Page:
Exemplary patient experiences, always.

 

Exemplary Patient Experiences, Always.

Occupational Therapy

Occupational Therapy, or OT for short, is a health profession that helps people to solve the problems that interfere with their ability to do the things that are important to them when injury, illness or disability is limiting them.

OT’s play an integral role in preparing clients for the transition from hospital to home especially if an illness or injury has left them unable to look after themselves and participate in their usual daily activities. An occupational therapist may help by teaching strategies to improve strengthening, hands on facilitation for return of movement, retraining in activities of daily living, prescribing mobility or adaptive aids, testing or training of cognitive/ perceptual skills, splinting or rehabilitation for the hand or arm and by providing education related to adapting your environment or your routines for your return to home.

Where do Occupational Therapists work at HHS?

Occupational Therapists work in many different areas of our hospital. These include:

A Physician's Referral is Required
to Access This Service

Outpatient Rehabilitation Services
Referral Form

Don’t Slip! Read Snow Shoveling Tips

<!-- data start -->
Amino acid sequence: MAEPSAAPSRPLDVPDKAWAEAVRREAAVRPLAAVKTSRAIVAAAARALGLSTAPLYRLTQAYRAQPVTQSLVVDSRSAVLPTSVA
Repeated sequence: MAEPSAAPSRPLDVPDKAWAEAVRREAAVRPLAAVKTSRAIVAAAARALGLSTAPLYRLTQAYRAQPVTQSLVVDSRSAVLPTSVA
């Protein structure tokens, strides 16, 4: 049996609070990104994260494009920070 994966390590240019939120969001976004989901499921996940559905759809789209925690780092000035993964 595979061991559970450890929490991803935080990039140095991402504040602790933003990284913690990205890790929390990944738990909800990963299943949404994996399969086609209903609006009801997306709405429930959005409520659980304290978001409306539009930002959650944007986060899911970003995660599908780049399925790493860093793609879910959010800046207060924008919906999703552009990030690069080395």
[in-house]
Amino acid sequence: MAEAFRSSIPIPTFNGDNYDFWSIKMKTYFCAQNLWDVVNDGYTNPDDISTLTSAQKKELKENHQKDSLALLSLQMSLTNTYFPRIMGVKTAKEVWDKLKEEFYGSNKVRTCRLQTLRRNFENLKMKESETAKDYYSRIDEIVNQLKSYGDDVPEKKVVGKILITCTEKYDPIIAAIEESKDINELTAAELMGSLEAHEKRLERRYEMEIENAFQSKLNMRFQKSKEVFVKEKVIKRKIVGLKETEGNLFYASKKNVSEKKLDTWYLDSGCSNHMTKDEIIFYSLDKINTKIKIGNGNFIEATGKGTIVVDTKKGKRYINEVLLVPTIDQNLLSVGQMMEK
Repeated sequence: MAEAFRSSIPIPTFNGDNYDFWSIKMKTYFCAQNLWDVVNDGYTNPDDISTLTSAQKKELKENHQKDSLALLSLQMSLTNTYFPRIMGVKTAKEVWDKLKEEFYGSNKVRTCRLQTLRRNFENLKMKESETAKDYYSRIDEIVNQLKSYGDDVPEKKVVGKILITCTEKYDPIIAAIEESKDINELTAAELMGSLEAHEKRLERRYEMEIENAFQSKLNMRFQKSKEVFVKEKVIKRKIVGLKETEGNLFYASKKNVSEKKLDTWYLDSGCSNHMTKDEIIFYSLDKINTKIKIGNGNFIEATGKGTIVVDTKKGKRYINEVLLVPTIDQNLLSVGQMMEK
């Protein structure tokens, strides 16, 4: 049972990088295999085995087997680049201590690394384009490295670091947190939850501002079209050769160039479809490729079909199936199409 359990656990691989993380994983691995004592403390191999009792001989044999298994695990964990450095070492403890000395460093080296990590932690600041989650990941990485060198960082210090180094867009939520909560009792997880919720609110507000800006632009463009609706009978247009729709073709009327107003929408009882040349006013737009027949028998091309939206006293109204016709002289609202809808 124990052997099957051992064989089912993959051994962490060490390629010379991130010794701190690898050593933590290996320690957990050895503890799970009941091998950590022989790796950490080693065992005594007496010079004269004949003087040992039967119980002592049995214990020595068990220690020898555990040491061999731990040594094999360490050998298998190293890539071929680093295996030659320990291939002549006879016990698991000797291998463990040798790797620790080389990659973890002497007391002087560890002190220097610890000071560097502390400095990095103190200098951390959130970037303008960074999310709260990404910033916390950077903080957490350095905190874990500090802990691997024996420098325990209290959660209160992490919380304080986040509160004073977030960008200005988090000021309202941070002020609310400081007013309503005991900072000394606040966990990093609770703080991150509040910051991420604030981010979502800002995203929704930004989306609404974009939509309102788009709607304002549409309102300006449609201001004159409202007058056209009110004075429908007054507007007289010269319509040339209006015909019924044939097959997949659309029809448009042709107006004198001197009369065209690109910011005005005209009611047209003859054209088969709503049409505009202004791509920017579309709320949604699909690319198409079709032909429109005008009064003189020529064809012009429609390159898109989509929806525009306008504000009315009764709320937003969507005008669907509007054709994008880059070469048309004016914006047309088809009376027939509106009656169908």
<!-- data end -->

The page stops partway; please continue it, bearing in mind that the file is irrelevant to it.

As colder weather and winter approaches, we need to be aware that ice and snow are hazardous and can present a slipping or falling risk, especially to seniors.  Each year, Canadians slip and fall straining muscles and even breaking bones when they are removing snow. Here are a few tips from our occupational therapists to make snow removal safer and easier.

  • Warm up your muscles. It’s important to stretch the muscles involved in snow shoveling beforehand to avoid injury.
  • Avoid lifting and bending only with your back. Choose a shovel that will hold the amount of snow you can safely shovel. Bend your knees to allow you to lift with the large muscles of your legs.
  • Wear proper footwear i.e. winter boots with good treads
  • Use proper positioning. Use a broad based grasp with your hands spaced shoulder width apart on the handle to get better leverage.
  • Add sand or salt to hard snow to speed up the melting and provide traction
  • Don’t overdo it! Shoveling snow is a strenuous activity. Plan rest breaks throughout.
  • If you can afford it: buy and use a snow blower or pay a snow removal company!

To book appointments, please call:

 Tel: 905-338-4613           Fax: 905-815-5109

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